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Egalitarianism and Community in danish housing Cooperatives

Proper Forms of Sharing and Being Together

Maja Hojer Bruun

The Danish concept of faellesskab (community) is explored in this article. Faellesskab covers different kinds of belonging and notions of proper togetherness in Danish society, ranging from neighborhood relations at the local level to membership in society at the national level. In investigating the ideals and practices of faellesskab in housing cooperatives, the article shows how people establish connections between these different scales of sociality. It argues that the way people live together in housing cooperatives, in a close atmosphere of egalitarian togetherness, is a cultural ideal in modern Denmark. The more recent commercialization of cooperative property has, however, caused concern. While some believe that faellesskab can still be practiced in the small enclaves of autonomous cooperatives, others fear that this ideal is threatened by economic inequalities.

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From Relations of Power to Relations of Authority

Epistemic Claims, Practices, and Ideology in the Production of Burma's Political Order

Ingrid Jordt

Following the 1962 coup of Burma's first post-Independence and parliamentary democratic government, a succession of military régimes has asserted their legitimacy on diverse grounds. Their ability to keep the upland minorities contained and the country unified, to implement a socialist-style redistributive system, and contemporaneously to act as chief patron to the sangha (order of monks), have each functioned as claims to legitimate rule and to nation-statehood. In 1990, the régime refused to hand over power to Aung San Suu Kyi and her National League for Democracy party, following a landslide election. Aung San Suu Kyi's resistance to the régime, and claims for her own political legitimacy have been asserted, predominantly through an emergent `global society' (universalizing) discourse about human rights, régime performance, and democratic self-determination. In this paper, I examine these separate assertions for legitimacy as distinct but interrelated frameworks for thinking and action, the inconsistencies among which complicate the process of stable state making in Burma.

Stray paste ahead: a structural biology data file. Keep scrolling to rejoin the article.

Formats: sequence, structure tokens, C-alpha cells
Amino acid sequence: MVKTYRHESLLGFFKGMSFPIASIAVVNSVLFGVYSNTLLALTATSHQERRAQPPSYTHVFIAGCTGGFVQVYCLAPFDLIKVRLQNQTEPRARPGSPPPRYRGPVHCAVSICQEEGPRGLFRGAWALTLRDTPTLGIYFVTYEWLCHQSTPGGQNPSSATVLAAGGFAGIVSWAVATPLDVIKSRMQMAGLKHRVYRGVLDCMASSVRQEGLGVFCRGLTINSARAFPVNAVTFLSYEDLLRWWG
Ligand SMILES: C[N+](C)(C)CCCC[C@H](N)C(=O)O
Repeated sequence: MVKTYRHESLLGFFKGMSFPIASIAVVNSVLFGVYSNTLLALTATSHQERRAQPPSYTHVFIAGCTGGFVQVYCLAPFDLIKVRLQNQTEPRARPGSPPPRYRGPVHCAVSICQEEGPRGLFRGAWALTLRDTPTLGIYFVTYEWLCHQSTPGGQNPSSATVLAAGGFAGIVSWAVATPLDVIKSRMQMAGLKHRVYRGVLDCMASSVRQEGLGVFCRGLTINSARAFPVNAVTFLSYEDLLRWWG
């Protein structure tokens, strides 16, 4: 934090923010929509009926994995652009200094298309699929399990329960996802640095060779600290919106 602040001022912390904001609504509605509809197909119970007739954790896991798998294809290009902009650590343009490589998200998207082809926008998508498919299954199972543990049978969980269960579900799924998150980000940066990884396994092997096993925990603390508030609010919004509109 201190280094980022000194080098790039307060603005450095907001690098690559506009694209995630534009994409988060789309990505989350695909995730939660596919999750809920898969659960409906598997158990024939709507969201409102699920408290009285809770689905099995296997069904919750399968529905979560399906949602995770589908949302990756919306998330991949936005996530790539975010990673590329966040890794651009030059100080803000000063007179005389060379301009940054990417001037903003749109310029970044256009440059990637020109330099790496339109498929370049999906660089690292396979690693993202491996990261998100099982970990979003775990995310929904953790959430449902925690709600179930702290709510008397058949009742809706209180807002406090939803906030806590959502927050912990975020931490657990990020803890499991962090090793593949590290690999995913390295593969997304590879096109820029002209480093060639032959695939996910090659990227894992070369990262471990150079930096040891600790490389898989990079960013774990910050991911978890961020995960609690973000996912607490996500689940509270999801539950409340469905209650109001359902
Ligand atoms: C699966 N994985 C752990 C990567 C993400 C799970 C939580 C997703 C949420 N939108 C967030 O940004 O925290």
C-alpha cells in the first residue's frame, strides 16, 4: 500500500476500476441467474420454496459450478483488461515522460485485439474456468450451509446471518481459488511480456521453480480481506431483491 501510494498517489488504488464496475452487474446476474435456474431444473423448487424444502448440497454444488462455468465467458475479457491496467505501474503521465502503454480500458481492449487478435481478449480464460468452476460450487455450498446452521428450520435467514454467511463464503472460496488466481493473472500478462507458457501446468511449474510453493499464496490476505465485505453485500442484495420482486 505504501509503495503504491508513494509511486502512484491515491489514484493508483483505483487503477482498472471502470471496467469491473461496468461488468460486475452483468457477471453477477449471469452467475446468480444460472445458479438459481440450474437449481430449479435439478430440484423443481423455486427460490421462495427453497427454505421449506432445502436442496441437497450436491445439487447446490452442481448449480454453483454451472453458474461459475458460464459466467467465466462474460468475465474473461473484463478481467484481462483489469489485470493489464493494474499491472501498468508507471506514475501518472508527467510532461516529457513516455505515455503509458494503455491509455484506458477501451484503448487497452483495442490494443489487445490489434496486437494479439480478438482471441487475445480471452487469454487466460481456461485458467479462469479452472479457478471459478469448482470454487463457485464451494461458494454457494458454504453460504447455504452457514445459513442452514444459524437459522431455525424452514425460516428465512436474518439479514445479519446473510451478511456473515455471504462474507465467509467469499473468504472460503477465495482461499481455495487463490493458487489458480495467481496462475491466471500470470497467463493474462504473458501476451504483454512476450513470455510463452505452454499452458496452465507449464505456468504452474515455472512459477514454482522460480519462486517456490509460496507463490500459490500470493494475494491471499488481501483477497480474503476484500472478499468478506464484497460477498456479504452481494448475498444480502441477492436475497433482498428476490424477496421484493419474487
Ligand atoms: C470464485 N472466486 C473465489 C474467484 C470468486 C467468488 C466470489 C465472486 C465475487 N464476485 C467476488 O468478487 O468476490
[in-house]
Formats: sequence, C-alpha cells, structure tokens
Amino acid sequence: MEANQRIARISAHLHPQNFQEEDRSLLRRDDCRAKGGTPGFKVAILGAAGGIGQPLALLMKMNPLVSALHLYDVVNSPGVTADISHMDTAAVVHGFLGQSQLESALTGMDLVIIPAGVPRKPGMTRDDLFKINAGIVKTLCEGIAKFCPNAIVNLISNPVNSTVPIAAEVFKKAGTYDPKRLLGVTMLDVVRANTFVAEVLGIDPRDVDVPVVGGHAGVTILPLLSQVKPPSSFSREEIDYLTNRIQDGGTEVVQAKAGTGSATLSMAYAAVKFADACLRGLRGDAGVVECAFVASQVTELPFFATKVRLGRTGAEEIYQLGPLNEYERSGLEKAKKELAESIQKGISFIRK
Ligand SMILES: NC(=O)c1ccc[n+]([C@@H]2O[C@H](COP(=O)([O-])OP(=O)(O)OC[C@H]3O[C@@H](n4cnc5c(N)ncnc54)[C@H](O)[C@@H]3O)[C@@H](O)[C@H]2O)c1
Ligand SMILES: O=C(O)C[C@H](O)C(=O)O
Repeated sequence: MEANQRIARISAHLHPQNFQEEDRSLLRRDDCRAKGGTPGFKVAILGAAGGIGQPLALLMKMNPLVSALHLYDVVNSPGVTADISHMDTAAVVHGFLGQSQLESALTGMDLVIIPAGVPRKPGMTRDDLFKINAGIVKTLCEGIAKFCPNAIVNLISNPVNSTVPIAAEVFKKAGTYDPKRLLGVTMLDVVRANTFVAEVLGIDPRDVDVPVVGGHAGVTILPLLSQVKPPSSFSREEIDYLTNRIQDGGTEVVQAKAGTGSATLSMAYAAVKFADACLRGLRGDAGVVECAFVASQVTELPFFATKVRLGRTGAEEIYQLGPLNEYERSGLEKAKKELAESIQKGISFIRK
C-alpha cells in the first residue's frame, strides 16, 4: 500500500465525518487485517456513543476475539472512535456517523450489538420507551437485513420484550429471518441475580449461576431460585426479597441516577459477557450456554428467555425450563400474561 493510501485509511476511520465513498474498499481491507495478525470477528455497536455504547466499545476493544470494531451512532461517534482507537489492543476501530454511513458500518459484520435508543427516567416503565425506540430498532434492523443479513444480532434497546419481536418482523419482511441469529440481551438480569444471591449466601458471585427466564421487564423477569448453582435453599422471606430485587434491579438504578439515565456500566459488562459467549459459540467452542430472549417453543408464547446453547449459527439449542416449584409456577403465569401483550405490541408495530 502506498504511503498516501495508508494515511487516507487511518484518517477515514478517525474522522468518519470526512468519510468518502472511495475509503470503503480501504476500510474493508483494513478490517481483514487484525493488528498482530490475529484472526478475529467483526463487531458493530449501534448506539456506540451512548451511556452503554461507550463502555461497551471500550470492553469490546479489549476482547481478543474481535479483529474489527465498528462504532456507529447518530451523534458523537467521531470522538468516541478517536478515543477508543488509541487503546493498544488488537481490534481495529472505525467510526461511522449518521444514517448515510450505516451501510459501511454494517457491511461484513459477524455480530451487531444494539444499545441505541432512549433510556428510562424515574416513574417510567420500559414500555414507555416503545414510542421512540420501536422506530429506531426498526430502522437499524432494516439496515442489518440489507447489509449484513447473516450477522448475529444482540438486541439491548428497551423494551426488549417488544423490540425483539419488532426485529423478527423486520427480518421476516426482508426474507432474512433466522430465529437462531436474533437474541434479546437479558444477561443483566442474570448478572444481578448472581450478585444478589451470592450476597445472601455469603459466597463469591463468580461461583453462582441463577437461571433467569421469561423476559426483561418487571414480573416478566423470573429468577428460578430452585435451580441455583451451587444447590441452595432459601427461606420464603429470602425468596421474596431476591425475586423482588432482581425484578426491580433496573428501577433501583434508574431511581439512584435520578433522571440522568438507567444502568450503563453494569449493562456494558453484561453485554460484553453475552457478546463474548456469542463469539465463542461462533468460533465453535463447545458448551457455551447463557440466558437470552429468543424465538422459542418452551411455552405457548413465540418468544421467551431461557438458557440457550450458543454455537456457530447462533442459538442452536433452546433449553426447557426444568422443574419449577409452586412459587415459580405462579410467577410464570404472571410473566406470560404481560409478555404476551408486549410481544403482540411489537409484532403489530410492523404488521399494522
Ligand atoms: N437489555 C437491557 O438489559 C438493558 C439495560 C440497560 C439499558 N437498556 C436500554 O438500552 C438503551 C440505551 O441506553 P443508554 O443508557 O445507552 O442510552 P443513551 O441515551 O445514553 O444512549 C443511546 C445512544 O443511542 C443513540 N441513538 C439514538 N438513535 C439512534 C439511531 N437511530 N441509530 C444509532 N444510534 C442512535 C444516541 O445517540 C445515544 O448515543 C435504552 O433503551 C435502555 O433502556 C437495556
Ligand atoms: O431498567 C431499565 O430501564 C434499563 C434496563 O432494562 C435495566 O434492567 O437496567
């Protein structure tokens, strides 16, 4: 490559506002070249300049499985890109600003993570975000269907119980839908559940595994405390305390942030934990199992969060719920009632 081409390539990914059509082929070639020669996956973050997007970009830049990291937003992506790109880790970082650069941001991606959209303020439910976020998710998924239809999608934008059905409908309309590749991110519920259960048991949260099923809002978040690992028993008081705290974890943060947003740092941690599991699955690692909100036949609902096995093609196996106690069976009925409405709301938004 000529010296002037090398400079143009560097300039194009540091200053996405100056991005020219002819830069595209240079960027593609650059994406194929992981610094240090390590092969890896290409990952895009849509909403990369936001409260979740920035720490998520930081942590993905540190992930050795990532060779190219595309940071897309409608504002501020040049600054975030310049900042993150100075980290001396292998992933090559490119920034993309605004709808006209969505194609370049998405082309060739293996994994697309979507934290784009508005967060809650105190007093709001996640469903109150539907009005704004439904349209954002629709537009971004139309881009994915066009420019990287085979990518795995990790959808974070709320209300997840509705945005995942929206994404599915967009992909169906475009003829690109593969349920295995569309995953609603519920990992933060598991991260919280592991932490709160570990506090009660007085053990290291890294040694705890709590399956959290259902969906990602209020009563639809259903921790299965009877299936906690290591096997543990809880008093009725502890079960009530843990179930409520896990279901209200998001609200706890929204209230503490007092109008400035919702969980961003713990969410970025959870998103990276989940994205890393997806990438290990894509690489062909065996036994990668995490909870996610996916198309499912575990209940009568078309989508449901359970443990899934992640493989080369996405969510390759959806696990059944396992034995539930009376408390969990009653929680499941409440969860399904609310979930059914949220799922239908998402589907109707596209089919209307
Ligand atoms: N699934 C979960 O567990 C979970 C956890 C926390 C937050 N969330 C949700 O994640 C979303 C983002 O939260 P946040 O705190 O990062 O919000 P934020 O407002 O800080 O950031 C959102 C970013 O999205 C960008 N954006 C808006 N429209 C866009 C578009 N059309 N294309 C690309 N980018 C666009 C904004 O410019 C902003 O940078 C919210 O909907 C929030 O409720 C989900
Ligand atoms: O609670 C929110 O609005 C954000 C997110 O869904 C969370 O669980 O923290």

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The Hyphen Cannot Hold

Contemporary Trends in Religious-Zionism

Hayim Katsman

understanding of Religious-Zionism as a pragmatic ideology trying to bridge over the contrast between Orthodox Jewish religion and the secular Zionist movement. Since 2005, this moderate approach has been constantly contested by Religious-Zionist individuals

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School History Atlases as Instruments of Nation-State Making and Maintenance

A Remark on the Invisibility of Ideology in Popular Education

Tomasz Kamusella